We have had 30-40 years of something that could and should be called "class war"--the war of the class of corporations and the rich, which has succeeded for them in putting the burden of taxation on us. We are not a country that is overly taxed. The overall tax rate of the United States compared with other countries in Europe puts us at the low end, not at the upper end. Most advanced industrial countries tax their people more than what we do. But we are very unique in putting such a disproportionate burden on to the middle and lower income people in the United States.

A recent think tank in Washington (Institute for Policy Studies) did a little calculation: What would happen to the American deficit, the enormous gap between what our government spends and what it takes in revenue these days, if we just went back to the 50s, 60s, and 70s, if we taxed corporations the way we once did, and we taxed the rich the way we once did? Answer? Most of our deficit, not all, but most of it, would disappear! The government would have raised the revenue that it needs, and it wouldn't have to borrow, putting our future generations in the need to pay the interest on these huge debts. So it would make a lot of sense as well as be fairer if we changed our tax structure back to what it was, when, again, we were growing faster and had fewer unemployed people.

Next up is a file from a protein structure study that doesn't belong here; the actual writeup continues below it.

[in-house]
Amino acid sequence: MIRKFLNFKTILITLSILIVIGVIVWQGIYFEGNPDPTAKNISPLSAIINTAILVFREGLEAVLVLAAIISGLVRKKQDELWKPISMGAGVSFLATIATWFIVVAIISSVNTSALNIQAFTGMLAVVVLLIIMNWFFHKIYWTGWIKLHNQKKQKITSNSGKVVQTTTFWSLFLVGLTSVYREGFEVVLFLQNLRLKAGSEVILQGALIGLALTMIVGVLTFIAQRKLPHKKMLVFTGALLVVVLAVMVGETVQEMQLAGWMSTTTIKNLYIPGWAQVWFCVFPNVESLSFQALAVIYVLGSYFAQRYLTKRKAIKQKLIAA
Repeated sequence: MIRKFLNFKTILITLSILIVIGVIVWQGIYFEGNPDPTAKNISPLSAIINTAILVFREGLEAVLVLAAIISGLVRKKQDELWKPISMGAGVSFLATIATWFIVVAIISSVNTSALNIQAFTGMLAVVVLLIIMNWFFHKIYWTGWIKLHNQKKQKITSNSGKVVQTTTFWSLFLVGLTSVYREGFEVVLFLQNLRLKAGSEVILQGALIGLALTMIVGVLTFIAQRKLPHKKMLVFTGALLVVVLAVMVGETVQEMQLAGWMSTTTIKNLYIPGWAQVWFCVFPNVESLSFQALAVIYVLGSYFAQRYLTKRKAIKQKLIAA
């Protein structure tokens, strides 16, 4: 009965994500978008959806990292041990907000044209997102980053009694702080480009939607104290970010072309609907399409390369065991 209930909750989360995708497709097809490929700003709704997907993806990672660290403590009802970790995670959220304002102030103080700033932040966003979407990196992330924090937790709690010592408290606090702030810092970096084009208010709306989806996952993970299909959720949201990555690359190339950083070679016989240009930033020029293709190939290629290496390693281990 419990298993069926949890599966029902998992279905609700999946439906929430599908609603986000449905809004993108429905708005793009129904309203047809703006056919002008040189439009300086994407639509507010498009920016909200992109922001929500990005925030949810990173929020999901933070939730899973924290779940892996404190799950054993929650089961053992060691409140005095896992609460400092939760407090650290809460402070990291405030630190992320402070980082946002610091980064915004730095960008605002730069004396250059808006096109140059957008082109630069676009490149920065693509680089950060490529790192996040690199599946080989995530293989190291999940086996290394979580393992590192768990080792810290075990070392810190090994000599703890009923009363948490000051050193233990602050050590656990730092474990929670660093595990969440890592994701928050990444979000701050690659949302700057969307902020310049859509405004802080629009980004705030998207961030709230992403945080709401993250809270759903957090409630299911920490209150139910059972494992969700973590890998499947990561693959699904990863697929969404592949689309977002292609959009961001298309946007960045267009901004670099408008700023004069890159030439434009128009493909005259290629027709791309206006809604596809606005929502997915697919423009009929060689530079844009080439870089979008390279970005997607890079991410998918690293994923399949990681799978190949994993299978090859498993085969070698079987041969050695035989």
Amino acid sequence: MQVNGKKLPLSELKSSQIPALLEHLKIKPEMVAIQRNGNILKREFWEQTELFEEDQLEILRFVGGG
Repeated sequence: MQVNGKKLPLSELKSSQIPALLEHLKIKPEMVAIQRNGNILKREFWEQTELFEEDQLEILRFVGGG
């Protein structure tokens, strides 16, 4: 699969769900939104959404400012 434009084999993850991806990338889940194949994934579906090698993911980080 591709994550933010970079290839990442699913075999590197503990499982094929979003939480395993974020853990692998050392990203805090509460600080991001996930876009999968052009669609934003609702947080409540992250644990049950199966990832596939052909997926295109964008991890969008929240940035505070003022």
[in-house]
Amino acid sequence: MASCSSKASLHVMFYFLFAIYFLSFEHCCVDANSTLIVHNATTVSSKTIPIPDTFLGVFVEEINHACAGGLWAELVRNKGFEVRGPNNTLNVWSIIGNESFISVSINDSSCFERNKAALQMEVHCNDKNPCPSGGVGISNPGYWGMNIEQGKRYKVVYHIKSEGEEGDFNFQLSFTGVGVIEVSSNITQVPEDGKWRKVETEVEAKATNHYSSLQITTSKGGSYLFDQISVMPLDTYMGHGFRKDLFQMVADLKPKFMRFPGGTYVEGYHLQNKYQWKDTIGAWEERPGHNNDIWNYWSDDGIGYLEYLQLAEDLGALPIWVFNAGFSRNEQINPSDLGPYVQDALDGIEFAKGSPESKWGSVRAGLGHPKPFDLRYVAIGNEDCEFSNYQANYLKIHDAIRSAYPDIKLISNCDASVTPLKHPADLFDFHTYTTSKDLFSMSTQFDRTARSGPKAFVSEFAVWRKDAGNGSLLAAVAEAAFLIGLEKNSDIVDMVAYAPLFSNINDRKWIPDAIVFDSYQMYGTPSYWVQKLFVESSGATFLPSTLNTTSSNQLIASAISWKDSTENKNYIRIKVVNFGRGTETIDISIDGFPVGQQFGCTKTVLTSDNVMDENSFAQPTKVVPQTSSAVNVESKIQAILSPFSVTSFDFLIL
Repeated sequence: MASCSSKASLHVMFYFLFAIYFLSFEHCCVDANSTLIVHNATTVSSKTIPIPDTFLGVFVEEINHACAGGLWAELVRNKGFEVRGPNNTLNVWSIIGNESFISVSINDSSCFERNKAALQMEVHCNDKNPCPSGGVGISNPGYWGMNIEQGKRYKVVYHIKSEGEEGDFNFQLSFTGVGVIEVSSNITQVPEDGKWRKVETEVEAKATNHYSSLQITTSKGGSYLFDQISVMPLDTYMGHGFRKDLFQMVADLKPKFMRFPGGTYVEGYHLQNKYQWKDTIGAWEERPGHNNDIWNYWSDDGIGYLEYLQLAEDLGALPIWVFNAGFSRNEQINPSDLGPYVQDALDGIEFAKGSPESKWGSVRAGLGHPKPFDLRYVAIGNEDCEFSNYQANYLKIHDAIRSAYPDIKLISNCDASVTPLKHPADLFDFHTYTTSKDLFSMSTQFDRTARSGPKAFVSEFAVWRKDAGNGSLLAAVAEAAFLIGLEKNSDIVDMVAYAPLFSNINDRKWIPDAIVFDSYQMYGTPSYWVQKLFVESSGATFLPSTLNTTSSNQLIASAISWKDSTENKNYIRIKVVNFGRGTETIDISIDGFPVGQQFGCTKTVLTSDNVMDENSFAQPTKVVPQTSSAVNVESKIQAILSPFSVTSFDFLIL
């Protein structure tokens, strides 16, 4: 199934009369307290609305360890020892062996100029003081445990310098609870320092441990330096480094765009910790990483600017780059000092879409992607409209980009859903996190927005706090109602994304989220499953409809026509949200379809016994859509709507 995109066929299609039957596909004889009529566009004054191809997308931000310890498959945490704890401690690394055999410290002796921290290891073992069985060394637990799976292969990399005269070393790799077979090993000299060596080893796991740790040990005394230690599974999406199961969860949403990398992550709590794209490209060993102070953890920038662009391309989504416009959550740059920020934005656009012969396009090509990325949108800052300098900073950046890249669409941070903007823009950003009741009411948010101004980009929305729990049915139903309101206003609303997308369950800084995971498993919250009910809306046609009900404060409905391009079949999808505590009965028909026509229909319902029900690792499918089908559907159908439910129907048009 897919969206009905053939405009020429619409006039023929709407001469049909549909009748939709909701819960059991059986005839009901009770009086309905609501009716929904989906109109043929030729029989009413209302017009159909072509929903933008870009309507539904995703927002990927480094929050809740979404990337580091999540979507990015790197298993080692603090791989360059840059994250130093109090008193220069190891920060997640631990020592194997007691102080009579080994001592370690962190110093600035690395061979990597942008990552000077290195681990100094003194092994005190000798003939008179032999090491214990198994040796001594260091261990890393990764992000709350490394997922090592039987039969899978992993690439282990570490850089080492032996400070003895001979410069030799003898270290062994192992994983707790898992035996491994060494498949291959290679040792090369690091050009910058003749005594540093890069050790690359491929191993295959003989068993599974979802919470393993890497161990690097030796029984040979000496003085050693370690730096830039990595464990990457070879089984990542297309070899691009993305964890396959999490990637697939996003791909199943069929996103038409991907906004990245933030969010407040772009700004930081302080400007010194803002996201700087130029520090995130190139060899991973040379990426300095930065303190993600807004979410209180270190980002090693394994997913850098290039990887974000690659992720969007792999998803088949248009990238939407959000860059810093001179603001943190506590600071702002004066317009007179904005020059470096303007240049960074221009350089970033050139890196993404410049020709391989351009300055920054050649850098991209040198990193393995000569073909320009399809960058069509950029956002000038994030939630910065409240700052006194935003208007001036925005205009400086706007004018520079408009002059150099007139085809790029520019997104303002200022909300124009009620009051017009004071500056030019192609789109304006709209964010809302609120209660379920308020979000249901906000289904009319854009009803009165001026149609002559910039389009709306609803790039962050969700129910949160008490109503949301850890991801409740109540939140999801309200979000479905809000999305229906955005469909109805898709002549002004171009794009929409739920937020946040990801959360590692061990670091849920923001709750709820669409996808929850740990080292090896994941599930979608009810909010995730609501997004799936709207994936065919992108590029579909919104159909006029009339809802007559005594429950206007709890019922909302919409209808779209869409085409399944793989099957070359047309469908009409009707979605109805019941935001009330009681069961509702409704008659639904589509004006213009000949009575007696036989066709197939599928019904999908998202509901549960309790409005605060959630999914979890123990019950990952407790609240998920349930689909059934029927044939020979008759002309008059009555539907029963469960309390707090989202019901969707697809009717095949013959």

Last Point: Those who oppose this constantly tell us if you tax the corporations and the rich then they won't have the money to create jobs, to invest. This is a mistake in economics. It's possible that a corporation or rich person who does not pay taxes will take that money and create jobs--that's possible--but these days it is not happening--and there is no necessity for it to happen.

A corporation or a rich person who doesn't pay taxes can use the money instead to pay bonuses to executives and to raise [their] salaries. It could use the money to invest okay but in another country, creating jobs over there, not over here. And here is something else rich people and corporations can do, and they are doing this year 2011. They're taking the money they don't pay in taxes, and they are using it to cover the deficit. That is, they lend it to the federal government. Since the government does not tax them, it has to borrow and they're the people--the corporations and the rich--with the money to lend to the government.

How nice for them! Instead of being taxed, they get to give that same money to the government as a loan--requiring the government to pay it back plus pay the interest. That is not fair. That is not efficient. That has nothing to do with jobs. That is pandering to the richest amongst us. It doesn't make economic sense, and it is grossly unfair. (Transcribed by Roger Copple, 3/30/2017)

(Article changed on March 31, 2017 at 13:55)

(Article changed on March 31, 2017 at 15:00)